The bench is done, the holes are drilled. The top is mostly flat (note all the shavings covering the floor). I put the first coat of finish on today. These pictures are all pre-finish but post-sanding. Here’s the top with my rehabbed #7 posing. It probably took an hour or two, all told, to flatten the thing. It’s not perfect, but it’ll do. It’s mostly flat edge to edge, but I think there’s some waviness end to end that I couldn’t di...
Trimming the tenon cheeks and shoulders was fairly straightforward. The hardest part was flipping the 200 lb slab every 5 minutes… There were two issues. First, the tenon shoulders weren’t coplanar. In fact, they formed a kind of X. I doubt my collar jig was that bad, so I’m inclined to think there was a lot of flex in the circ saw, and probably exacerbated by the blade burning issue. The second issue is that the tenon depth was uneven. That’s a layout problem. ...
Last night I got to put in a few hours on the bench project. I’ve been working on half-lapping the side rails. First marked out the dovetails then I cut them on the band saw. The upper stretcher is a full half-lapped dovetail and the bottom rails has a half-lapped dovetail only on the bottom side. The top side gets a wedge pin to complete the dovetail. After I had the dovetails cut I cut the shoulders with a hand saw then I headed over to the table saw where I used my dado head t...
Back at it. Since the plans for the workbench called for stretchers that are 1 3/4” thick by 4” wide, I had to get back to laminating. The rest of the bench so far has all been built with Lenga (Chilean Cherry, some call it), but I recently acquired a bunch of nominal 1×8 black mahogany that had been edge glued for width. I got it cheap (very cheap) because it was edge glued with no attention given to matching the color. The material is 3/4” thick, and I d...
Now that I am finally settled in to our new home near Fort Hood, Texas, the wife has allotted me a small portion of the garage to be used as my workshop. Thanks to my latest birth/anniversary day, I have also added several new tools to help the beginning process. The table saw will still have to wait. Instead I have a new circular saw, a router, orbital sander, and a few other gizmos to accessorize. Anyway, the first project I intend to get started on will be making a few clamps to assist ...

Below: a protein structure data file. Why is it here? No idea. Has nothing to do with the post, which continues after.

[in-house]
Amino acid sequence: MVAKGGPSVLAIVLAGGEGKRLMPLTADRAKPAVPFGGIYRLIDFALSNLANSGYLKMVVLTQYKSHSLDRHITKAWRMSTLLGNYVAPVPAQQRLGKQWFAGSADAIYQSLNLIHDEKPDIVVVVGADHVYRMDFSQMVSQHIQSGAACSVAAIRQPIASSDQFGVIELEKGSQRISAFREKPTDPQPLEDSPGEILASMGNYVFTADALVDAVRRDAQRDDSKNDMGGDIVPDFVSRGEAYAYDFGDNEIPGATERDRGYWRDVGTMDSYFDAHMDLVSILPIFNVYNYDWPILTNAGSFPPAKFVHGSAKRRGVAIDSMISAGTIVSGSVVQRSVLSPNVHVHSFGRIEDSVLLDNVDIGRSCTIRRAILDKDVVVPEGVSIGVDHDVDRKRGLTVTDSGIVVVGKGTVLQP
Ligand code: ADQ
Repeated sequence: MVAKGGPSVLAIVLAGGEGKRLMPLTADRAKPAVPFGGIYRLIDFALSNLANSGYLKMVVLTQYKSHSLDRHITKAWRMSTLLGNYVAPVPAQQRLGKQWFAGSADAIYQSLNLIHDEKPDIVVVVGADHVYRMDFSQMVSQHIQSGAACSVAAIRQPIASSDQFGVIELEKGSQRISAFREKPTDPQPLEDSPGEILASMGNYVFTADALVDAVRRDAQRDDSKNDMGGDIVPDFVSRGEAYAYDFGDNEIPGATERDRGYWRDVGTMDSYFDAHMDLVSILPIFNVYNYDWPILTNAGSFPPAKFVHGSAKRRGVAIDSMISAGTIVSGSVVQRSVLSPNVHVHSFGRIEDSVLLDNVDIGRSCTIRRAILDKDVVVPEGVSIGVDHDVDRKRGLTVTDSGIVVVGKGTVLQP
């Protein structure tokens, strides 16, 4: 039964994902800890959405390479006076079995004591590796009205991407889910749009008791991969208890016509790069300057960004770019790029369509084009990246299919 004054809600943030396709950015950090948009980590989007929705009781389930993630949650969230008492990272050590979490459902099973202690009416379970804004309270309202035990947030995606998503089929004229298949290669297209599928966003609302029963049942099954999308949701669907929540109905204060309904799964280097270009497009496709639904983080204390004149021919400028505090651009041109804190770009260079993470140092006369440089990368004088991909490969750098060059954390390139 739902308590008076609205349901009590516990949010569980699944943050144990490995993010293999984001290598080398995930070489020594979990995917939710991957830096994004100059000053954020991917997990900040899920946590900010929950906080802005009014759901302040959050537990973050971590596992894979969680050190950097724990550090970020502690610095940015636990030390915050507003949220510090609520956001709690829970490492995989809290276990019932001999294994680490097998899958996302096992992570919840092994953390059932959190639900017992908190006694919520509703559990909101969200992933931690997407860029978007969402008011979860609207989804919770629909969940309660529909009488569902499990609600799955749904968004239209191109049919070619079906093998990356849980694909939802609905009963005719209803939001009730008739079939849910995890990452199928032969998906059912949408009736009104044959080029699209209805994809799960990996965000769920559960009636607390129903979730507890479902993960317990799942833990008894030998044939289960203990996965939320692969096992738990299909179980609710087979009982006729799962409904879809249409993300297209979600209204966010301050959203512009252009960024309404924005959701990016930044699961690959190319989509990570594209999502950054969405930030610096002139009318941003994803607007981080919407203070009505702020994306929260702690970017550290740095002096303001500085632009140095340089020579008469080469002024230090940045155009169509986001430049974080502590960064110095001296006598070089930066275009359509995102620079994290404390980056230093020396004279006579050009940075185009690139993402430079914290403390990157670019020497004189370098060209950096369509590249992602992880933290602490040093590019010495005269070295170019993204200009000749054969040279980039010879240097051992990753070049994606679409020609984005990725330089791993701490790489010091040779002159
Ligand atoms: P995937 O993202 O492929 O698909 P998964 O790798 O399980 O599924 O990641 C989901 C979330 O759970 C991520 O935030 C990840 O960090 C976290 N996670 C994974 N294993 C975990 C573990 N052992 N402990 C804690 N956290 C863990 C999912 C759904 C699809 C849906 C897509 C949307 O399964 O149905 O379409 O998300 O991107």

After searchiing different woodworking websites, I noticed that I was not the only one who used a workmate style workbench. I decided that since I use my workmate quite often because it is portable, that I would redo the work surface and make it more user friendly. The first thing that I did was measure the old top to decide how much bigger to make the new one. The original clamping style top was approximately 20”w x 9.5”d x .75”h when closed. The new top is 35.125R...
Not much “Progress” over the last couple days unless you consider a good cleaning of the shop progress (which I kinda do). The place had become a safety hazard and I just wasn’t able to focus on anything with all the clutter and dust about so it had to be delt with before moving forward with anything else. I started out like this.. And after a full day of cleaning and re organizing some tools I got it to a working condition.. As a side note.. the wi...
After getting tired of cleaning sawdust out of the nooks and crannies of my planes, I decided to build a little cabinet for them. It’s just a basic scrap plywood box with plywood drawers. I got a couple pairs of 100# full-extension drawer slides off Amazon for the drawers. I’m not the greatest at building carcasses (i.e., making them square), so I had to do some trial and error getting the fit right. For the drawer backs I just screwed on a couple pieces of scrap O...
Ok. It’s time to place the Workmate aside and build a real bench. Don’t get me wrong, the Workmate served me well these few years, and it still has its place (wrapping newspaper comes to mind). Time to build a real bench. I’ve done the research, read the Schwarz, and even helped a friend build his bench. It’s my time! So I went to the Woodworking in America show in Valley Forge PA last October and as luck would have it, there was a company offering kiln dried Ash 12...
I turned the whole thing 90 degrees and added a base of 2×4’s to the bottom for support. (Thanks Andy). This would give me access to lots of drawers from it’s resting place. I am still lost on tactical approach to the design, but I feel I can at least handle building this design. Keep the comments coming even if it is “Don’t build that it sucks” Thanks,Smith
- My Journey As A Creative Designer - Woodworking and Beyond - 1751 parts
- Extremely Average - 324 parts
- A journey into the workshop. - 109 parts
- Workshop Development - 107 parts
- Just for Fun... - 97 parts
- Daily Update - 87 parts
- Toy costruction - 85 parts
- Life as an Amateur Woodworker - 80 parts
- "Hobbit Holes in MyWorld" --by RusticWoodArt - 77 parts
- As The Lathe Turns - 76 parts
- Sheila Landry (scrollgirl) - 1776 entries
- dbhost - 428 entries
- frank - 417 entries
- degoose - 397 entries
- Ecocandle - 325 entries
- MsDebbieP - 314 entries
- Karson - 305 entries
- mafe - 304 entries
- Martin Sojka - 296 entries
- William - 258 entries
- shipwright - 250 entries
- Betsy - 228 entries
- stefang - 221 entries
- robscastle - 218 entries
- Dave Rutan - 217 entries
- Stevinmarin - 212 entries
- Todd A. Clippinger - 207 entries
- Gary Fixler - 204 entries
- Smitty_Cabinetshop - 194 entries
- A Slice of Wood Workshop - 192 entries